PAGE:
In the early days of the school the chaplain and the schoolmaster both taught, but had separate roles. However, in 1830, the school chaplain was dismissed following scandalous behaviour with a servant-girl. The school was temporarily closed, and when it re-opened in 1831 Rev. J. L. Turner was elected to take both roles and given a salary of £700, from which he had to pay for all costs of the school's management. He was forbidden to take pupils from paying parents. The former curriculum of reading, writing and arithmetic was replaced with Latin (having been removed in 1738), Geography, Grammar, accounting and Mathematics. By the end of the year Turner revealed he had spent £748, an amount that exceeded his salary, but the Company committee was satisfied that the significant improvement in the boys' education merited an increase in funding to £800 per year. Examinations were conducted at this point on a biannual basis.

In 1849 Dr F. W. Mortimer, Headmaster of the City of London School, criticised some of the textbooks used and the teaching of Latin, which he thought would be better replaced by French. In 1858 the Rev. Thomas Grose, who conducted the school's examinations, echoed Mortimer's earlier criticisms of the study of Latin and repeated his suggestion that French ought to be taught instead. In addition, he also recommended the introduction of geometry, Business studies, trigonometry, mechanics and natural philosophy to the curriculum. The schoolmaster at this time, Mr Carterfield, resisted these suggestions, but a growing dissatisfaction amongst the school's older pupils lead to his resignation later that year, and Rev. A. Jones became headmaster, as the title had become known. In 1868 inhabitants of the surrounding area petitioned the school to accept the sons of parishioners as pupils.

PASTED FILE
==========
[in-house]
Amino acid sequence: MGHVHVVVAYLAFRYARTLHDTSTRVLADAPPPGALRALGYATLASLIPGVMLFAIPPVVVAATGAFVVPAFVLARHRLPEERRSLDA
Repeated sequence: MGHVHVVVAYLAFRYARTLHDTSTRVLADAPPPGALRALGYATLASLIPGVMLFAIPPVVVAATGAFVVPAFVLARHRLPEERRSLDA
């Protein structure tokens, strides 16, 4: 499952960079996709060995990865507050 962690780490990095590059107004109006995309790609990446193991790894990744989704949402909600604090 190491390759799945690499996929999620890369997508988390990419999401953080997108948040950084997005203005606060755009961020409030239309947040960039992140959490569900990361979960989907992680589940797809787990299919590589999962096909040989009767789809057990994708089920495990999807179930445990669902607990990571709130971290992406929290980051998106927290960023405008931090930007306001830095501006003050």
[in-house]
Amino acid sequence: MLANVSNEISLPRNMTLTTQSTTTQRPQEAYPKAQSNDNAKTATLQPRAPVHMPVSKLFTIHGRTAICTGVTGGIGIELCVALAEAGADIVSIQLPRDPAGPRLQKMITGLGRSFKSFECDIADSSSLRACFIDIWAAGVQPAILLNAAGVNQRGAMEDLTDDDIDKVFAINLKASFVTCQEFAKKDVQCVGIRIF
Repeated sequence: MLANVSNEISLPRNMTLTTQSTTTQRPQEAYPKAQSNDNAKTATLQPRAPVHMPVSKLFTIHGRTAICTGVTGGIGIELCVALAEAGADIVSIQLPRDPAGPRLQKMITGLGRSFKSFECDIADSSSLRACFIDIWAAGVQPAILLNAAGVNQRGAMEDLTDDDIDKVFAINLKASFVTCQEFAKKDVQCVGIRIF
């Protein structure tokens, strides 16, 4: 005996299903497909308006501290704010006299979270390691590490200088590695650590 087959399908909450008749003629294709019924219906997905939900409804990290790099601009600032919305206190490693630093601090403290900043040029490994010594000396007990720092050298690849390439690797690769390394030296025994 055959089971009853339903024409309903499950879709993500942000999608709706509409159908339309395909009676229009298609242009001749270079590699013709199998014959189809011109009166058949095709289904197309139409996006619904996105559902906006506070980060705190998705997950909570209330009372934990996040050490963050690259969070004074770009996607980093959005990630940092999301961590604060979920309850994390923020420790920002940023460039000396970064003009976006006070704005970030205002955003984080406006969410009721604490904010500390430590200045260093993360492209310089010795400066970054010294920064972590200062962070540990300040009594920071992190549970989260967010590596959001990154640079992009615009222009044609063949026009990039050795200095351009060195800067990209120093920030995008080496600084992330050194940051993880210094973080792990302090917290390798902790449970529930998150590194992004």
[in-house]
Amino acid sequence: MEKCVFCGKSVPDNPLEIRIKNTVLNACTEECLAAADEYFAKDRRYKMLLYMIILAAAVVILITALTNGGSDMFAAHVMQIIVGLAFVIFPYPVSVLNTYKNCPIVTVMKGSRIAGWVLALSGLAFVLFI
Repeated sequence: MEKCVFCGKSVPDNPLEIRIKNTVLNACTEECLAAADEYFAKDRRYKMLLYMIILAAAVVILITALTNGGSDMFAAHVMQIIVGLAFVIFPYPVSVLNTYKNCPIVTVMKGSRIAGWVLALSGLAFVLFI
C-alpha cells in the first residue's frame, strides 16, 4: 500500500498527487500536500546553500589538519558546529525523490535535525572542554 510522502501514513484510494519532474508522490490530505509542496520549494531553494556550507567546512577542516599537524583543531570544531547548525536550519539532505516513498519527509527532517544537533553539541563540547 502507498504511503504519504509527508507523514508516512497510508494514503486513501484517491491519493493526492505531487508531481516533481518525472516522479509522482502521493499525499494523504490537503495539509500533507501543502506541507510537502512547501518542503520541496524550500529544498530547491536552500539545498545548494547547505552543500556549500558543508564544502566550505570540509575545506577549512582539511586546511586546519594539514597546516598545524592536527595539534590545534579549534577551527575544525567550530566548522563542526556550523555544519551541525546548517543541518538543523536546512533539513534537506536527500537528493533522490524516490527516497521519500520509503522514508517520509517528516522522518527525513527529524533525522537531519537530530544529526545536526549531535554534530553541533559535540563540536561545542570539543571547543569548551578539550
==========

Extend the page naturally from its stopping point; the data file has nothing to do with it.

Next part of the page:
In 1874, though not directly related to this school, two new schools, one for boys and one for girls, were set up in Hatcham, South London. They were known as the Haberdashers' Aske's Hatcham Schools until 1991, when the two were combined as Haberdashers' Aske's Hatcham College, now an Academy.[3]


In 1874 the almshouse which had housed the school since 1690 closed to give the developing school more space. The school was divided into two halves, one for boys and one, for the first time, for girls. Each half admitted 300 pupils, a great increase on previous pupil numbers; £5,000 was spent on renovating the Hoxton buildings; and the chaplain, schoolmaster, matron and almsmen were pensioned. The foundationers were moved to another boarding school.

In 1883 the leaving age for pupils was increased to 18, and in 1898 the two halves were moved, the girls' school to Acton and the boys' to a site just within Hampstead borough, in northwest London - but much closer to Cricklewood. Its formal name was the Haberdashers' Aske's Hampstead School. A Preparatory section for boys up to 11 years of age was located at Chase Lodge, Mill Hill. In the 1950s the closure of Mercers School led to the transfer of a substantial number of boys to the Hampstead site.